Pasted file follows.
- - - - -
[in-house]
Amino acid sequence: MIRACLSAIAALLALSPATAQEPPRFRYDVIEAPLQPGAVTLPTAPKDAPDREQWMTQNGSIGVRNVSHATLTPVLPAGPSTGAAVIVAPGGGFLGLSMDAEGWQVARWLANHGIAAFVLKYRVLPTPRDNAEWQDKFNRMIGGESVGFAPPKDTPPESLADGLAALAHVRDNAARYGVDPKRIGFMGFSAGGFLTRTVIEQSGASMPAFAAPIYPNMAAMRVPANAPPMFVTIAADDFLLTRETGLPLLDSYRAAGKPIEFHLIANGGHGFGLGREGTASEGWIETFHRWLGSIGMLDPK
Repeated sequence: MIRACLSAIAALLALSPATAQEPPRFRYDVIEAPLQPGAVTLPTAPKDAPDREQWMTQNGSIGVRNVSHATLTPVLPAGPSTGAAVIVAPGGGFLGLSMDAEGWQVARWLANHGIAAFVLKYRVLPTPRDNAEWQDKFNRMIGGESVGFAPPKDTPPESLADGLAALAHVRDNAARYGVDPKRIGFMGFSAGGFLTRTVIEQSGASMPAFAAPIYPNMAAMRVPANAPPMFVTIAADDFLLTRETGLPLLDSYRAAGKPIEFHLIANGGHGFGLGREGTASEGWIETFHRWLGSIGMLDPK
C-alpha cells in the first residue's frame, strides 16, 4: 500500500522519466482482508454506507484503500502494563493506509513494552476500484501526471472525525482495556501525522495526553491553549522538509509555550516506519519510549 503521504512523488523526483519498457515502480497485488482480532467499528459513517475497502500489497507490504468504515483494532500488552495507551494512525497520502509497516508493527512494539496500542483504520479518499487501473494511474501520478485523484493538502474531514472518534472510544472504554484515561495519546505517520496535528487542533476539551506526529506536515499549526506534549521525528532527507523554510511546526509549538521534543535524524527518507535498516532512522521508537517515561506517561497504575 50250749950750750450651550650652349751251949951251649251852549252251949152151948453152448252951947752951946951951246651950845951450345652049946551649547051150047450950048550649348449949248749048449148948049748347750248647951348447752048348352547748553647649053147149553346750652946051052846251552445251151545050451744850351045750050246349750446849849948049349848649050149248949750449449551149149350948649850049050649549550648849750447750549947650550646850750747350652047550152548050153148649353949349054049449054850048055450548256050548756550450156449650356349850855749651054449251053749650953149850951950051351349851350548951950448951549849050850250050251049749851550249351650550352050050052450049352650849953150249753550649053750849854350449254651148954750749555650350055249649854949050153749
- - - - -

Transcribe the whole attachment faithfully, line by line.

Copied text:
[in-house]
Amino acid sequence: MIRACLSAIAALLALSPATAQEPPRFRYDVIEAPLQPGAVTLPTAPKDAPDREQWMTQNGSIGVRNVSHATLTPVLPAGPSTGAAVIVAPGGGFLGLSMDAEGWQVARWLANHGIAAFVLKYRVLPTPRDNAEWQDKFNRMIGGESVGFAPPKDTPPESLADGLAALAHVRDNAARYGVDPKRIGFMGFSAGGFLTRTVIEQSGASMPAFAAPIYPNMAAMRVPANAPPMFVTIAADDFLLTRETGLPLLDSYRAAGKPIEFHLIANGGHGFGLGREGTASEGWIETFHRWLGSIGMLDPK
Repeated sequence: MIRACLSAIAALLALSPATAQEPPRFRYDVIEAPLQPGAVTLPTAPKDAPDREQWMTQNGSIGVRNVSHATLTPVLPAGPSTGAAVIVAPGGGFLGLSMDAEGWQVARWLANHGIAAFVLKYRVLPTPRDNAEWQDKFNRMIGGESVGFAPPKDTPPESLADGLAALAHVRDNAARYGVDPKRIGFMGFSAGGFLTRTVIEQSGASMPAFAAPIYPNMAAMRVPANAPPMFVTIAADDFLLTRETGLPLLDSYRAAGKPIEFHLIANGGHGFGLGREGTASEGWIETFHRWLGSIGMLDPK
C-alpha cells in the first residue's frame, strides 16, 4: 500500500522519466482482508454506507484503500502494563493506509513494552476500484501526471472525525482495556501525522495526553491553549522538509509555550516506519519510549 503521504512523488523526483519498457515502480497485488482480532467499528459513517475497502500489497507490504468504515483494532500488552495507551494512525497520502509497516508493527512494539496500542483504520479518499487501473494511474501520478485523484493538502474531514472518534472510544472504554484515561495519546505517520496535528487542533476539551506526529506536515499549526506534549521525528532527507523554510511546526509549538521534543535524524527518507535498516532512522521508537517515561506517561497504575 50250749950750750450651550650652349751251949951251649251852549252251949152151948453152448252951947752951946951951246651950845951450345652049946551649547051150047450950048550649348449949248749048449148948049748347750248647951348447752048348352547748553647649053147149553346750652946051052846251552445251151545050451744850351045750050246349750446849849948049349848649050149248949750449449551149149350948649850049050649549550648849750447750549947650550646850750747350652047550152548050153148649353949349054049449054850048055450548256050548756550450156449650356349850855749651054449251053749650953149850951950051351349851350548951950448951549849050850250050251049749851550249351650550352050050052450049352650849953150249753550649053750849854350449254651148954750749555650350055249649854949050153749